How To Play
What are the rules?
The basic rules (no volley, no downplay) should be followed by all and by new forms of playing as this is essential to the concept of successful sports and education development. And all the other positive aspects we include in the concept will be promoted much more effectively by sticking to the characteristic rules!"
Play Street Racket
Serve & return:
You can play the ball directly out of your hand or after one bounce on the ground (this option also helps to create good rallies from the start as the personal preference on how to start a rally changes from player to player). The ball is then hit with the racket from the first square to the opposite side (over the middle zone into the third square). After leaving the racket, the ball must move in a upward motion or horizontally at least briefly (no downplay / no smashing!). The winner of a rally has the right to serve in the subsequent rally. The winner of a set opens the following set. After each set played, the sides are changed.
Street Racket wants to make racket sports accessible for all with as little complications as possible, and therefore the least possible amount of set rules. This is also the case with footwork/positioning. A player can stand wherever he likes during the rallies. There is only one exception: When serving (first shot of each rally) the player mustn't touch the middle section / middle square or the line thereof.
A valid point is described below as an example for a single game (1 player per side). Player A tries to score in the square of player B and vice versa. If the ball played by player A lands outside the target area /square of player B (and thus, for example, also in the middle zone), player B wins the point.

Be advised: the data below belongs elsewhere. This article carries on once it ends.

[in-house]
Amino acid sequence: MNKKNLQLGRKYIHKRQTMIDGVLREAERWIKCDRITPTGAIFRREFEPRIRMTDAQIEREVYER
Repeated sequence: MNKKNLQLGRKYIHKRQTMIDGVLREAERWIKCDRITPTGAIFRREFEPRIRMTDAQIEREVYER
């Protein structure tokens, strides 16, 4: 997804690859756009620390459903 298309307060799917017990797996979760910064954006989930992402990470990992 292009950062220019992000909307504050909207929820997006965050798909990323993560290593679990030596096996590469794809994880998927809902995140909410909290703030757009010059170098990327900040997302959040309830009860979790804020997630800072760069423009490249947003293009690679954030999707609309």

The ball has to bounce on the floor / in the opponents' square once (and only once!) before it is played back (no direct hitting / volley!). The ball can only bounce once, two consecutive bounces off the ground result in a mistake. If the ball touches the lines of a target zone, the ball is in and the game continues. For all shots / hits, the ball must first move upwards or horizontally after contact with the racket (no downplay / no smashing!). If the ball moves in a downward motion when changing directions (upon contact with the racket), the point is awarded to the opponent.
Important: The two rules "no downplay" and "no volley" are the heart of the Street Racket concept. These rules ensure that the game becomes more controlled and the actions become more successful. The focus of Street Racket is set on ball control, long rallies and the promoting of motor skills (hand eye coordination foremost) and successful racket sports in general. A player should be able to place the ball the way he wants at any given moment or the way the situation requires him to act. The basic rules ensure that there is enough time to do so and that no player can dominate a game or a rally (for example with force / power and hard hitting) and ALL can play. Street Racket is a game for everyone, including beginners WITH professionals, young WITH old, women WITH men. The Street Racket rules ensure a very social, benevolent and motivating atmosphere and do not exclude anyone! The concept therefore also promotes INCLUSION and INTEGRATION. It's suited for all playing levels and age groups.